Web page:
Recent interest in producing energy from woody biomass has raised questions about the coexistence of wood-to-energy markets and the traditional forest products industry in Virginia. This study examined recent trends in the forest products industry and the wood-to-energy market, as well as the potential for competition between the two industries. Results indicate that the forest products industry has struggled recently, whereas wood-to-energy markets have expanded. Current opinion varies as to whether or not the wood-to-energy market will negatively affect the forest products industry. At present, 75% of Virginia's pulpmills are located within 50 miles of a wood-to-energy facility, and all pulpmills are within 75 miles. Recent trends in pulpwood prices, fuel chip prices, and Virginia law indicate that competition for raw material is unlikely in the short term. However, this research indicates that in the longer term, depending on government policies and technological progress in conversion technologies, competition between forest industry and wood-to-energy companies is possible.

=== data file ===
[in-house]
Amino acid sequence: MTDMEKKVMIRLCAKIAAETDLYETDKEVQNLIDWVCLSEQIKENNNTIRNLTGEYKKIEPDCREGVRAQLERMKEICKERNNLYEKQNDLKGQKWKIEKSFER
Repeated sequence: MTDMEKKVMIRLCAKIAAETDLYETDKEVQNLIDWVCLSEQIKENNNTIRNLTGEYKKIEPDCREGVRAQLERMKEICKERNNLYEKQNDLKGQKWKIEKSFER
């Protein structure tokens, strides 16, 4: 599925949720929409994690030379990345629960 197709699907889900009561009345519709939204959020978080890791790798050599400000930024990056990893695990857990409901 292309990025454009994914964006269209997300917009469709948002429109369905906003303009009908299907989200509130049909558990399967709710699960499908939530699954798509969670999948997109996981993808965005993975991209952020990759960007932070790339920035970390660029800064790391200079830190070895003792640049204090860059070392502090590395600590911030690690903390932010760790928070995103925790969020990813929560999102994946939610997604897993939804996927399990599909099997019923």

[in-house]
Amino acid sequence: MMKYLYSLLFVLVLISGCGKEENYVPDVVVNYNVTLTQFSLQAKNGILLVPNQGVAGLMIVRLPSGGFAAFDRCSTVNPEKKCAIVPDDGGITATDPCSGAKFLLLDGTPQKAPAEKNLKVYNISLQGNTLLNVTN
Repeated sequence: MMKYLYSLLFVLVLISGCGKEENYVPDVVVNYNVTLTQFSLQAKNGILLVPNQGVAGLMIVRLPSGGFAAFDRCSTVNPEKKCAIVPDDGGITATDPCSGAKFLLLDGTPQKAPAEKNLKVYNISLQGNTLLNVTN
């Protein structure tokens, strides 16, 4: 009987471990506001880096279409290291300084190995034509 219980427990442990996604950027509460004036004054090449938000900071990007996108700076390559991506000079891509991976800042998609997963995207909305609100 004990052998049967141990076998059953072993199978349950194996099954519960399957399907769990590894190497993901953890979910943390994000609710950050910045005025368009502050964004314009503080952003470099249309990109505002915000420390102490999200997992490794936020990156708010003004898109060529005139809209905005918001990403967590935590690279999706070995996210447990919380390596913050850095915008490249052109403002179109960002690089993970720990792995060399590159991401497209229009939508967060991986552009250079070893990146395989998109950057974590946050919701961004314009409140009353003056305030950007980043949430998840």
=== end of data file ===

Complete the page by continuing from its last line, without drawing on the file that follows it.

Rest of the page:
Each regional journal of applied forestry focuses on research, practice, and techniques targeted to foresters and allied professionals in specific regions of the United States and Canada. The Southern Journal of Applied Forestry covers an area from Virginia and Kentucky south to as far west as Oklahoma and east Texas.